When Robert Elliott saw the smoke, he rushed upstairs to grab his almost 5-year-old son Mason, the walls quickly melting around him.
Making it out of the Arbor Point house in Flowery Branch alive came down to a matter of seconds.
“Five or 10 seconds more and we probably wouldn’t have made it,” Elliott said.
“Fifteen seconds and we definitely don’t make it out.”
At first, the noises he heard made Elliott think his son was out of his bed around 11 p.m. Sunday.
“I thought I heard people running around upstairs,” he said.
After seeing smoke in the middle level of the house, he found the garage engulfed in flames. Elliott burned his right hand as he was getting Mason out of the house along with a family friend.
The three inside the home escaped out a side entrance, as Elliott watched his family’s home burn to the ground.
“To have all of your life and memories go up in flames is a nightmare,” he said.
Hall County firefighters responded to the scene after 11 p.m., working in a defensive mode to protect nearby structures.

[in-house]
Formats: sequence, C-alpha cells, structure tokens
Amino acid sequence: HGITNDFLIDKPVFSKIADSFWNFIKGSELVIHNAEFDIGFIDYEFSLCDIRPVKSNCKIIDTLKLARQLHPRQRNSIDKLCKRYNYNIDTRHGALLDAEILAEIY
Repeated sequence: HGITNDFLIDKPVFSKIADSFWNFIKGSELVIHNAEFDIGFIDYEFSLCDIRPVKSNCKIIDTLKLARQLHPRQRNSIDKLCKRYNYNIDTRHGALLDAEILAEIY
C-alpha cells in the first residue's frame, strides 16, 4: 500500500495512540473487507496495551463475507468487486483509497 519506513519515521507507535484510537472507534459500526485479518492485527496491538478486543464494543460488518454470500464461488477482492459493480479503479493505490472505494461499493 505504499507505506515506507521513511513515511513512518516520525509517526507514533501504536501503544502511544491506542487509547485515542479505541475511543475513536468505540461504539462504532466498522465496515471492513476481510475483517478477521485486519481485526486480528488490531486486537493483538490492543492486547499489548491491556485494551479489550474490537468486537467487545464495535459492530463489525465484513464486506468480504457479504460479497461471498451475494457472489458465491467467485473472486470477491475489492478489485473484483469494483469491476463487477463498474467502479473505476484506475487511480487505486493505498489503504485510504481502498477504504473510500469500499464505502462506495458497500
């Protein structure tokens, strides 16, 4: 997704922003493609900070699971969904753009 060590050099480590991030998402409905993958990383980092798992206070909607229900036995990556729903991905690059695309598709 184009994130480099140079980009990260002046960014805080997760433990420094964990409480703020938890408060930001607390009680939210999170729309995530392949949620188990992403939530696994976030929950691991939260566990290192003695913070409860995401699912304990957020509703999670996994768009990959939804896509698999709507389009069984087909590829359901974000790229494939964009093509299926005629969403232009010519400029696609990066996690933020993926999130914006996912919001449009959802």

The 5,000-square-foot home collapsed, with the flames charring trees standing nearly 50 feet tall.
The house, with an estimated value of $280,000, has been deemed a total loss, said Hall County Fire Services spokesman Scott Cagle.
The debris was still too hot Monday morning for fire investigators to examine what remained.
Cagle said Monday night that investigators found the possibility of an electrical fire.
“Fire investigators traced damaged wire showing an arc that led back to an electrical outlet in the area of origin,” Cagle wrote in an email.
“Homeowners also confirmed previous problems with this outlet.”
Insurance investigators will also examine the findings later, Cagle wrote.
Two cars parked to the left of the garage were damaged by the flames.
The house belongs to Elliott’s father- and mother-in-law, Wayne and Charlotte Fowler, who often stay in Florida.
Elliott has been overwhelmed by the response of his neighbors. In less than a day, he said almost every person in the community has come by to pitch in support.
“The whole neighborhood has been helping out,” he said.